Government-backed project assessed grid impacts of bi-directional EV charging at two sites at Aston University
Researchers running a government-backed electric vehicle-to-grid (V2G) trial in Birmingham have hailed the success of the project in demonstrating the potential benefits of bi-direction electric car charging technology for building owners, power grid operators, and EV infrastructure firms.
The Vehicle to Grid Intelligent Control (VIGIL) collaborative research project yesterday said it had successfully met its aim of building and trialling an off-vehicle communication and control platform designed to encourage more network operators and building owners to adopt V2G technology.
V2G remains a nascent technology at present, but is seen as key for managing demand on the electricity grid amid an expected surge in electric vehicle charging and other green electrified technologies such as home heat pumps in the coming years.
It allows compatible EVs to both draw electricity from the grid to power up their batteries, and to send that energy back once again to the grid if needed, enabling the electric car's battery to essentially operate as grid balancing storage device.
The VIGIL project, run by a consortium including Aston University, ByteSnap Design, Grid Edge and Nortech Management, aimed to demonstrate the capability of regulating bi-directional EV charging with building energy dispatch technology alongside electrical network constraints.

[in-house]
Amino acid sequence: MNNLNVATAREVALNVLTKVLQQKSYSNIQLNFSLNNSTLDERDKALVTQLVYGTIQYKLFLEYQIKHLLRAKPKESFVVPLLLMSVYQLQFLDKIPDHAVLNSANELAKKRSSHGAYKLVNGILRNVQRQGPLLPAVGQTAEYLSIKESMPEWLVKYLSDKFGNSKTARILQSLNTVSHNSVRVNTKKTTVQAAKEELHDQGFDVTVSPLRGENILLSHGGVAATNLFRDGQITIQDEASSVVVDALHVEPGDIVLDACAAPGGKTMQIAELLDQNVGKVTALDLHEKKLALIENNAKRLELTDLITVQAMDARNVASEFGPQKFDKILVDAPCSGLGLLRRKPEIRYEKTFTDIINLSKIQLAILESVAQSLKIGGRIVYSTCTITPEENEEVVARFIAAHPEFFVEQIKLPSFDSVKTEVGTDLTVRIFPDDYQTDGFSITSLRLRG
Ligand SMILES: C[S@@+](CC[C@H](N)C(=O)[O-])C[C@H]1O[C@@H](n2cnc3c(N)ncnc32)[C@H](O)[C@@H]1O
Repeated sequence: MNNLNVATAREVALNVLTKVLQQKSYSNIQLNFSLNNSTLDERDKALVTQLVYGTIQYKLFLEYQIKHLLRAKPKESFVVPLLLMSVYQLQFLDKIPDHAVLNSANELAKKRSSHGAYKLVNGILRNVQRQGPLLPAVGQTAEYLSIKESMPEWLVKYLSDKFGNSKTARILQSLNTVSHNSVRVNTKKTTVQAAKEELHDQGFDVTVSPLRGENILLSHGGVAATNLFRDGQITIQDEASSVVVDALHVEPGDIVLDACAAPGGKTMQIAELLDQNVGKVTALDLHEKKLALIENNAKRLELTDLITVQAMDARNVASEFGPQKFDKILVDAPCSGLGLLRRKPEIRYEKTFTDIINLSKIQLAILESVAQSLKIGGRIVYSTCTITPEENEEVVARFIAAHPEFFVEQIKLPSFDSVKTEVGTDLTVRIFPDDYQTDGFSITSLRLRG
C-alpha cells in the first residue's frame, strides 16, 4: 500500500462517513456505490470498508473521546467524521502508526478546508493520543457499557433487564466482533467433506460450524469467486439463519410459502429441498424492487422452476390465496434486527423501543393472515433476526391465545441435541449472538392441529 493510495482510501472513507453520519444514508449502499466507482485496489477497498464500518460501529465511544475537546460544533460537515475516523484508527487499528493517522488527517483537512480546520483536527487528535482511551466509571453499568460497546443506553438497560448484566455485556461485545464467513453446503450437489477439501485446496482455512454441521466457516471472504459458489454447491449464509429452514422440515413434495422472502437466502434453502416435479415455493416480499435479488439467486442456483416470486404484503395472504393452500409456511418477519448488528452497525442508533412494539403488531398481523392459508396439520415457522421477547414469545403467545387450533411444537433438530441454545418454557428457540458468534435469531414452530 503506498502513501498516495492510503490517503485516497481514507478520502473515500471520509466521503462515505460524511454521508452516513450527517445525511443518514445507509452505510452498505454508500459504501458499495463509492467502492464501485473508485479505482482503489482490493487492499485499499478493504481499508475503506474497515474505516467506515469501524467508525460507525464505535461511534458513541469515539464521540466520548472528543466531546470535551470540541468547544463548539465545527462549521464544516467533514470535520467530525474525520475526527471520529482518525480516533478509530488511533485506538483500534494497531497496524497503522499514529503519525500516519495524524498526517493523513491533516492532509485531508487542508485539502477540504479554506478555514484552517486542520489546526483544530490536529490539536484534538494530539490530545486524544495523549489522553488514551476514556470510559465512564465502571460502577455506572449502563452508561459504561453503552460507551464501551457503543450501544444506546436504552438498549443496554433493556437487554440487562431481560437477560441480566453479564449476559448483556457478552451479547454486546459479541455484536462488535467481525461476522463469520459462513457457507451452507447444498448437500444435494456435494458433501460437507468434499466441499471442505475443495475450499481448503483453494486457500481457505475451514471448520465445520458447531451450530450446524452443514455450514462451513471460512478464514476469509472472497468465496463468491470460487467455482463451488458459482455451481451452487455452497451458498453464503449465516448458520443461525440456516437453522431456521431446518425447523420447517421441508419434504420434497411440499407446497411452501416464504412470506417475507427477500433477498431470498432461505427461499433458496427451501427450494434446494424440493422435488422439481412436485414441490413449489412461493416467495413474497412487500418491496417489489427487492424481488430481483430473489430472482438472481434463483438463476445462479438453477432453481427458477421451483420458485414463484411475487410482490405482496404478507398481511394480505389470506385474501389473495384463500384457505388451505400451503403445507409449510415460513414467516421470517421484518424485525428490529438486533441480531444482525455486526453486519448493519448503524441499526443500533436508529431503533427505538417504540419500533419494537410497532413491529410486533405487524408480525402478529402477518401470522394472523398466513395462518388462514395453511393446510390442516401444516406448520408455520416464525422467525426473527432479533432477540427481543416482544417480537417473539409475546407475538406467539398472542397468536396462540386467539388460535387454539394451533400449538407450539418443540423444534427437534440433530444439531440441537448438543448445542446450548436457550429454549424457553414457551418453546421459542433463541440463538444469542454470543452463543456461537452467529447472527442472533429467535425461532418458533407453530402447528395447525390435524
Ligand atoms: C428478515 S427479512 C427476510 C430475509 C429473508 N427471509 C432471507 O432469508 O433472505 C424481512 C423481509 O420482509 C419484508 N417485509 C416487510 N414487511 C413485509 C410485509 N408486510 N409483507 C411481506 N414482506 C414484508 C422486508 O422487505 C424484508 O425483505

Funded by the government's Office for Low Emission Vehicles (OLEV) alongside Innovate UK, VIGIL said the trial marked the UK's first "comprehensive communication and control platform for managing energy distribution preventing peak load problems which can risk overloading the energy distribution network".
During the project, bi-directional power flows between EVs, buildings, and electric networks were monitored and controlled in real time, enabling VIGIL to develop a platform to fully control how, when and the rate at which EVs are charged or discharged while taking into consideration shifting grid constraints, the consortium explained. Aston University also studied battery lifetime performance and degradation during the project.
"We believe that platforms like VIGIL are the future of energy management in tomorrow's transport infrastructure based on electric vehicles," said Dunstan Power, director of software firm ByteSnap Design. "We already have our first commercial customers for the smart charger control platform we developed and see lots of potential to increase the capabilities of the VIGIL platform with our consortium partners."
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